Many government systems can be replaced by modern upgrades with zero incremental spectrum footprint above the commercial and private systems on which the highly productive civilian sector depends. Look at FirstNet.
The only way through our 1,200 year drought is get better at managing and using water than we have been. While RF spectrum isn’t in a similar crisis yet, it’s wise to prepare for an eventuality where demand far outstrips supply. Spectrum, like water, is a finite resource at each point in time even if both are reusable.
More than anything, we need network components that are inexpensive and capable of taking part in a comprehensive system of self-checking. We’re more likely to get such a system by building it collaboratively.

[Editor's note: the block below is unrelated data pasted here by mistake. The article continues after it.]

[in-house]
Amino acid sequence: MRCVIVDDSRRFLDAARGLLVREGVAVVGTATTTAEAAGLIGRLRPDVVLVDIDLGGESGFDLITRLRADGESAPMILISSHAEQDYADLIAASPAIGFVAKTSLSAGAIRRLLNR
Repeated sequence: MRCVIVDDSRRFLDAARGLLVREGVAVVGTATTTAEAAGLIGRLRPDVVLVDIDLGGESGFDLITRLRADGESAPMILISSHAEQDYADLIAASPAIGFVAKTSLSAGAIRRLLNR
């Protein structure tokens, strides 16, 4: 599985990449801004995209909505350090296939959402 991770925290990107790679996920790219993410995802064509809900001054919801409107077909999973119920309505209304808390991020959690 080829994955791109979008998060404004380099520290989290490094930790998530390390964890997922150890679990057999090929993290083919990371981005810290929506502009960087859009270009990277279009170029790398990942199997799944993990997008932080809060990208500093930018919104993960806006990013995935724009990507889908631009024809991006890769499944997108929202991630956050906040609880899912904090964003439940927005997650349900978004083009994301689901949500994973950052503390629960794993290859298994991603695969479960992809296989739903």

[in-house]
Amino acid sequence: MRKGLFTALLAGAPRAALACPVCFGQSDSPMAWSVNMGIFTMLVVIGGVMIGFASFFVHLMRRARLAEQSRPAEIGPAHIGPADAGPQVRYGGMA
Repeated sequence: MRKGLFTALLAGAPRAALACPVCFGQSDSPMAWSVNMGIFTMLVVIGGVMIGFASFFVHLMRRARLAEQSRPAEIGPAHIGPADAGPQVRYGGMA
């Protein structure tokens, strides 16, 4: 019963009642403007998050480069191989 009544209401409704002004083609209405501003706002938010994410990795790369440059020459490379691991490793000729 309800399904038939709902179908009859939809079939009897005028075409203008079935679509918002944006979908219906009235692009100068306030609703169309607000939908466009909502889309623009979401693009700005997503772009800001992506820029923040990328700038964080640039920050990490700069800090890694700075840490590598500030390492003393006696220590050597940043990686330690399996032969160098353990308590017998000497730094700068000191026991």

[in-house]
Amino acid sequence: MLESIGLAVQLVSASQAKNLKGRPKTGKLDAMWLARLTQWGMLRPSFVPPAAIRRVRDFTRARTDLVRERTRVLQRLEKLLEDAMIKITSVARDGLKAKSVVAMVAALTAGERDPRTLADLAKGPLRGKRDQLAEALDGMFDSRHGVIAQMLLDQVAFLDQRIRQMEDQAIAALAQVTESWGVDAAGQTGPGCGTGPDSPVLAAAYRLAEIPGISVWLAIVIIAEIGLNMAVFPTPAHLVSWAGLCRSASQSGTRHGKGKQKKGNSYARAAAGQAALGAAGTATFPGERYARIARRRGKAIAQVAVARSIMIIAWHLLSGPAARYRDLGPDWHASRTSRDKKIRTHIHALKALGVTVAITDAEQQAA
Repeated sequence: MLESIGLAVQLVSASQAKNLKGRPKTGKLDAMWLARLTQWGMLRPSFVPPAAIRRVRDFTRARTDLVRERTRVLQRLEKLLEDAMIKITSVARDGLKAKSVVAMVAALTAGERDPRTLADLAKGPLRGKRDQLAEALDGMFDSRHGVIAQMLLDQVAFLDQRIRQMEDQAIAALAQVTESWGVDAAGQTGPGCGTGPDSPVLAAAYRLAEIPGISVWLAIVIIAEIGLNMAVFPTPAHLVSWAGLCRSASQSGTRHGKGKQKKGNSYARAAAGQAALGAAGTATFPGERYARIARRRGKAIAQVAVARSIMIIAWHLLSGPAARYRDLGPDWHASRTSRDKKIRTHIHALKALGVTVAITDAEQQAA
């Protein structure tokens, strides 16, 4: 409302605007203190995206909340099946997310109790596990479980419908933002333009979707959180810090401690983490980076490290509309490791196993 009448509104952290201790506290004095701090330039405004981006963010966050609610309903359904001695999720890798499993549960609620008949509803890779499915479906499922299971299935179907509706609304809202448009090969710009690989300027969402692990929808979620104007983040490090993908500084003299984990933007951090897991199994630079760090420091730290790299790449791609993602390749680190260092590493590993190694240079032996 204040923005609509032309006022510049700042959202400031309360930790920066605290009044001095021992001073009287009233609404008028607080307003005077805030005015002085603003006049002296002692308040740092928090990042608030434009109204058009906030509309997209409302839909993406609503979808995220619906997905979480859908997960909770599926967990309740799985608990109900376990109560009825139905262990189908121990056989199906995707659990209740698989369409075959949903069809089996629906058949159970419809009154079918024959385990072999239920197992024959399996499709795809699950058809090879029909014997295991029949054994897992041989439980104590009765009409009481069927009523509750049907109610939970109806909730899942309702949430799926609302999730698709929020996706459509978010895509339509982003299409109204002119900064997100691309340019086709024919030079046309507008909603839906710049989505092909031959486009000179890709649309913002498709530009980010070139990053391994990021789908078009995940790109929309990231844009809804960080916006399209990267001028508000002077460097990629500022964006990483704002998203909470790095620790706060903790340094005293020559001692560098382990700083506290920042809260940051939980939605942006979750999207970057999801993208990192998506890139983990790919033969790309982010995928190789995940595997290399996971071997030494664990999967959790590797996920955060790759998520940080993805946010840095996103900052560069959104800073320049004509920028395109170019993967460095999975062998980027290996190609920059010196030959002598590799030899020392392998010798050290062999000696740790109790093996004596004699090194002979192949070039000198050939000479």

Net neutrality sucked the oxygen out of Internet policy for a decade, turning every discussion of Internet policy into a debate over the best way to ensure the Internet remained true to this newly discovered foundational principle of the Internet. But these promises were hollow because net neutrality only applied to one part of the Internet, data transmission between consumers, Internet-based businesses, and Internet Service Providers.